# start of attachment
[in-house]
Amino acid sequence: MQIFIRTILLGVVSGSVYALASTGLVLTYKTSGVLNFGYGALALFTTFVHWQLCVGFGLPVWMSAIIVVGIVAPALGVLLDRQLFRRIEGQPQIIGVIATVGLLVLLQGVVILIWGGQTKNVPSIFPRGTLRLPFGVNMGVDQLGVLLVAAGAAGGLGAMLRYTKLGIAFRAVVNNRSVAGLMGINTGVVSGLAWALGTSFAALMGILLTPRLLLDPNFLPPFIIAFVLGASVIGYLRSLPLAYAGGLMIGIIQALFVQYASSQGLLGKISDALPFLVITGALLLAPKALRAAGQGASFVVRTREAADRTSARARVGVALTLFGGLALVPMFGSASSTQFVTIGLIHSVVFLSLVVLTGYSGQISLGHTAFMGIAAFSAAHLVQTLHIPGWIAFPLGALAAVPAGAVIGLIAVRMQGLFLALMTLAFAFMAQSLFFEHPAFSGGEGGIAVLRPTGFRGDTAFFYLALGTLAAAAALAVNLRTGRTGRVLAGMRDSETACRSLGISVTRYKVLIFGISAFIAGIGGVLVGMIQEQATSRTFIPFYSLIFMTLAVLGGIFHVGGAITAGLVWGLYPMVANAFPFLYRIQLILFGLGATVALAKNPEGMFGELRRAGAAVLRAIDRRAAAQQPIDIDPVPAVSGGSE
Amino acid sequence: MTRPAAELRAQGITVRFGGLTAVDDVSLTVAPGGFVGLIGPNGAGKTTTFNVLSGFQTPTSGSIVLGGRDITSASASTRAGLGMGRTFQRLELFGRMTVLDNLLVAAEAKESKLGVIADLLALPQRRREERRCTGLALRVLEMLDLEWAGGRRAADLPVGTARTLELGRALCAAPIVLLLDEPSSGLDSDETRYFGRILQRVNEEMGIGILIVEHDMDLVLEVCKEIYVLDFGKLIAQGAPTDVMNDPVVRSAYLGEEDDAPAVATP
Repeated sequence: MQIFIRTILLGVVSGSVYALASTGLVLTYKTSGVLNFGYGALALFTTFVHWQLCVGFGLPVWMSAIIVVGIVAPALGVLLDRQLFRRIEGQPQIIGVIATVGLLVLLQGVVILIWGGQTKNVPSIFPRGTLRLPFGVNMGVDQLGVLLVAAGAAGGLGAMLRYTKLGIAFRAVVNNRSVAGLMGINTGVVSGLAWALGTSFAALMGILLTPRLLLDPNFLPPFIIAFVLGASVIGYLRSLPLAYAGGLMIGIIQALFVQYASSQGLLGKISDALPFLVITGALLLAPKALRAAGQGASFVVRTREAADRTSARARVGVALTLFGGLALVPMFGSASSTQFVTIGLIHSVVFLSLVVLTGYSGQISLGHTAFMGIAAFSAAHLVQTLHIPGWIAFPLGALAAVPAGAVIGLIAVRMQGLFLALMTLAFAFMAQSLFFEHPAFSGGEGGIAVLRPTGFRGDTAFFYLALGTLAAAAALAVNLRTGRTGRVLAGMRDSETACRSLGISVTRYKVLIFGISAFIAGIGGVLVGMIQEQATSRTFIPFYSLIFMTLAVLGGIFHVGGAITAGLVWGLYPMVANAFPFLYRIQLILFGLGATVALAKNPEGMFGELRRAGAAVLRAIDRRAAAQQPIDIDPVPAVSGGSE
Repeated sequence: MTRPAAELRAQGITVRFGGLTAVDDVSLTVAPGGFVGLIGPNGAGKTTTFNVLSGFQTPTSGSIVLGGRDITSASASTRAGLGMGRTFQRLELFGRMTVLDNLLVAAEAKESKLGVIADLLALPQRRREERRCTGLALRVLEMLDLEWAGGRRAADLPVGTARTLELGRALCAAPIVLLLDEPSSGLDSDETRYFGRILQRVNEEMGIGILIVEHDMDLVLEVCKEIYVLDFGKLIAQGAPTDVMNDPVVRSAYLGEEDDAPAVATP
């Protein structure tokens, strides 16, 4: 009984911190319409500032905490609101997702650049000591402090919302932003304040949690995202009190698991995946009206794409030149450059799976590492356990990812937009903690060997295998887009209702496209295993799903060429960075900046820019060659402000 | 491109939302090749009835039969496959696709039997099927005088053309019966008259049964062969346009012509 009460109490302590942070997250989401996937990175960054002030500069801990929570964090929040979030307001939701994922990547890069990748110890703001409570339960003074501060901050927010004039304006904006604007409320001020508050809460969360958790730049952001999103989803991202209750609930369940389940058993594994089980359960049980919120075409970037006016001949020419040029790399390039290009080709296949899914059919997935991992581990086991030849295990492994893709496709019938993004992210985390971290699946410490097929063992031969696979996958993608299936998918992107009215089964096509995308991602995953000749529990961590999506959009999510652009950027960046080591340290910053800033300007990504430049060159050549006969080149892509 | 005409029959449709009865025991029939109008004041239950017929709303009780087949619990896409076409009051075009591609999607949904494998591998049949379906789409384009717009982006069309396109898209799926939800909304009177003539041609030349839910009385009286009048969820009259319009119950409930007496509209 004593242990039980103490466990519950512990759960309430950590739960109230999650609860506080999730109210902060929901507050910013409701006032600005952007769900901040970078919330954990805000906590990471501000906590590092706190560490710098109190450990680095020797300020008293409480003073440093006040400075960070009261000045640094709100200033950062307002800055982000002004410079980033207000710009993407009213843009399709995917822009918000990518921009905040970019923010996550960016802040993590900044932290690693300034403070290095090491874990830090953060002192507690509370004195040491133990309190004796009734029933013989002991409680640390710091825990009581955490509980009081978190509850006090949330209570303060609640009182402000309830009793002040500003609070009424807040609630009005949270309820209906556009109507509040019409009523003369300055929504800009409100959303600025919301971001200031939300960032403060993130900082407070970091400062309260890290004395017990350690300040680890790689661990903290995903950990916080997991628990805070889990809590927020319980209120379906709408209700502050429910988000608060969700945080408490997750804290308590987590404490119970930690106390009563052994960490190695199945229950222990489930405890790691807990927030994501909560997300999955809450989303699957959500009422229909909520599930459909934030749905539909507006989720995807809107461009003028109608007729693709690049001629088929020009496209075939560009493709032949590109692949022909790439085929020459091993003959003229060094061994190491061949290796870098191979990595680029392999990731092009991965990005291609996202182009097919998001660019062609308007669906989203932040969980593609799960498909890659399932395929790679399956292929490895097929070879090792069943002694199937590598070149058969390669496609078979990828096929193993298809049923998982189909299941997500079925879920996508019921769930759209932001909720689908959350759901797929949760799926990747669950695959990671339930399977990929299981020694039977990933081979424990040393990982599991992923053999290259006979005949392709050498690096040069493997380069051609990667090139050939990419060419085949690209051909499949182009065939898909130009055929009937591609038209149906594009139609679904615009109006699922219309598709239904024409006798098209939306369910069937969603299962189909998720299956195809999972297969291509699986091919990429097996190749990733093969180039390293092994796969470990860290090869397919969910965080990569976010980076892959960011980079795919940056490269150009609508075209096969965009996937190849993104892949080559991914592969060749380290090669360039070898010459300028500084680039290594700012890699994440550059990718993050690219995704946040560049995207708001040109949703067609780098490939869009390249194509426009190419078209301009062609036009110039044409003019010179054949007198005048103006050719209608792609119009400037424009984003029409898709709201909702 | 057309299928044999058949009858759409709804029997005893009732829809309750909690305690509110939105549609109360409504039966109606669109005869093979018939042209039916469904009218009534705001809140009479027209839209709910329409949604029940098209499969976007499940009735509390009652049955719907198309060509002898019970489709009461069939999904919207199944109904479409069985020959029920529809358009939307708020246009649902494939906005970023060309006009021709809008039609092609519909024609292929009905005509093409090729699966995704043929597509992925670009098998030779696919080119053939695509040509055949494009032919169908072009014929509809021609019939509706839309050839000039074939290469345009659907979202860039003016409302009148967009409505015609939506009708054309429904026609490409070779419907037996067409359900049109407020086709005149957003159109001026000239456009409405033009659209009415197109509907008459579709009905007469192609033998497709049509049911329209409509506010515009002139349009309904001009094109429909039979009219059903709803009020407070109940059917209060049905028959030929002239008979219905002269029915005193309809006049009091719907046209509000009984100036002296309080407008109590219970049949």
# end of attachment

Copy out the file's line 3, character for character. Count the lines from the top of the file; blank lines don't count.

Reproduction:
Amino acid sequence: MTRPAAELRAQGITVRFGGLTAVDDVSLTVAPGGFVGLIGPNGAGKTTTFNVLSGFQTPTSGSIVLGGRDITSASASTRAGLGMGRTFQRLELFGRMTVLDNLLVAAEAKESKLGVIADLLALPQRRREERRCTGLALRVLEMLDLEWAGGRRAADLPVGTARTLELGRALCAAPIVLLLDEPSSGLDSDETRYFGRILQRVNEEMGIGILIVEHDMDLVLEVCKEIYVLDFGKLIAQGAPTDVMNDPVVRSAYLGEEDDAPAVATP